Friends, we are doing our black brothers and sister a great injustice by being silent and ignorant about what’s happening to black people all around us. The Bible warns us:
Do not be interested only in your own life, but be interested in the lives of others.Philippians 2:4 NCV
I’ve always thought I was “color blind,” but it has been brought to my attention lately that that phrase is offensive. I am so sorry.
I’ve always thought that “white privilege” was ignorant people making rude comments to and about people of color. It’s more than that. It’s me. Because I was born white, I don’t have to worry about being racially profiled, and that right there is my white privilege.
By saying “all lives matter,” we’re ignoring the fact that right now, in 2020, black lives are in danger. All lives won’t matter until and unless black lives also matter. When your brother is stopped by the police and falsely accused, you don’t care that the “statistics” say it rarely happens. People’s real-life experiences matter. We don’t know the whole story unless we ask.
Our black neighbors just want to be heard and recognized for the struggles they’re experiencing. James exhorts us, “My dear brothers and sisters, always be willing to listen and slow to speak. Do not become angry easily” (1:19 NCV). If we have not gone through the same struggles, we cannot understand what they’re facing. And we should not even try.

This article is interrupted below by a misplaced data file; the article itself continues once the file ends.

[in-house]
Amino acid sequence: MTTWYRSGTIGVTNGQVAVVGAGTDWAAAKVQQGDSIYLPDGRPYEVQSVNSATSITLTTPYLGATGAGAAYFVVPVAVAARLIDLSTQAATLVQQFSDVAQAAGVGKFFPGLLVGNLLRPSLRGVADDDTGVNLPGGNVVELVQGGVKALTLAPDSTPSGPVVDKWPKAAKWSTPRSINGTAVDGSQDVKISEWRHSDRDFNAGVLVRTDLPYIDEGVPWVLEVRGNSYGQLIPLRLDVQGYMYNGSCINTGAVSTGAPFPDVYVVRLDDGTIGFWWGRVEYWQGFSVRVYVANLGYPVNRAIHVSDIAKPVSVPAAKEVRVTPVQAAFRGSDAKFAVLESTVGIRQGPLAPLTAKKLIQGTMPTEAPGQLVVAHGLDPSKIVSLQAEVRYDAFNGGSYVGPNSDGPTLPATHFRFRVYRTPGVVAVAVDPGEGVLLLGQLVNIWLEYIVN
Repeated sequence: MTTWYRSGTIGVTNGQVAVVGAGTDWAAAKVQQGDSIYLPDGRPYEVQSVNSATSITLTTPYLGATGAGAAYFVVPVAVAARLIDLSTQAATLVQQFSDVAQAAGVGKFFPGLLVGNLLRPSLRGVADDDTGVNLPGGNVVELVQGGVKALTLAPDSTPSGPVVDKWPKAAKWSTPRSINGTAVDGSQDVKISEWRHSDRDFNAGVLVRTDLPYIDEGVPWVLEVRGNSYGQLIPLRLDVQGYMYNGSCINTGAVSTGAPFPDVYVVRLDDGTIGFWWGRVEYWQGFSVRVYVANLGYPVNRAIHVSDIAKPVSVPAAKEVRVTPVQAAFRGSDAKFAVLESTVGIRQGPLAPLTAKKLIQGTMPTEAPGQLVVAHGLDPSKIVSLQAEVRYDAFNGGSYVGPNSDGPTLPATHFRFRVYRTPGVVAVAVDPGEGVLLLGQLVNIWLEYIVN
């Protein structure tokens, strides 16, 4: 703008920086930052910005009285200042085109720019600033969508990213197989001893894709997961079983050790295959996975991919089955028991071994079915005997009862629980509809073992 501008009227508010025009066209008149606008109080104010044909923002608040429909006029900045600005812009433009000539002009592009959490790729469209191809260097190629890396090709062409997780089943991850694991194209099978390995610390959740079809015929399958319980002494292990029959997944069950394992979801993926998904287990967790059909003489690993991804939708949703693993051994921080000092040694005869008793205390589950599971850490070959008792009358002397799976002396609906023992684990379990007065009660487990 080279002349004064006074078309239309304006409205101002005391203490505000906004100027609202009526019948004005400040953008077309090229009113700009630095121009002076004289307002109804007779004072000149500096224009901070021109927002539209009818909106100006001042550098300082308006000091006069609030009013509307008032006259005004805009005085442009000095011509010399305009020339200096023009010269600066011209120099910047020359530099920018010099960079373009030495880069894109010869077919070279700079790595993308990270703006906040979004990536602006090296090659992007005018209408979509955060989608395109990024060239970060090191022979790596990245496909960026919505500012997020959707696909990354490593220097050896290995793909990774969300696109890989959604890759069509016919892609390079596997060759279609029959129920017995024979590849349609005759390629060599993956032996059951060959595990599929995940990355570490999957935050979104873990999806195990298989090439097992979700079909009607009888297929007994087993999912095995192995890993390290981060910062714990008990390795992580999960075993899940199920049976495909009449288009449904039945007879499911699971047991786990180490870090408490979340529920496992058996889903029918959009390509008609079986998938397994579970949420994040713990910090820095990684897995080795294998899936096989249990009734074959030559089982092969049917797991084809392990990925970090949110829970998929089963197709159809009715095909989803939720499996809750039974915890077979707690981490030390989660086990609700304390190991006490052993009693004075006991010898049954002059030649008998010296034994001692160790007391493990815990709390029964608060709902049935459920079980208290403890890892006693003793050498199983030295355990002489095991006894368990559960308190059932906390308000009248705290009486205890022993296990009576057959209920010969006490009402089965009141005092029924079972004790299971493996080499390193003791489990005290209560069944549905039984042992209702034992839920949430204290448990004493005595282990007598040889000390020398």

Neutral means you’re choosing not to see what I’m going through.K.W.
I can never be color blind again. I am choosing to set aside my white privilege to stand with my black brothers and sisters.
I am choosing not to be neutral. I am choosing to listen, to stand up for the rights of black people, and to use my voice as a writer to help bridge the racial divide in my sphere of influence.
Now is the time to mourn with those who are mourning over injustice in our land toward black people. “Be happy with those who are happy, and be sad with those who are sad” (Romans 12:15 NCV).
What can you do? “Use the gifts God has given you to make a difference!” (K.W.). Not everyone is called to march in a protest. Not everyone can write. But everyone can listen. Everyone can pray for healing in our land. Everyone can say something when we hear racial slurs.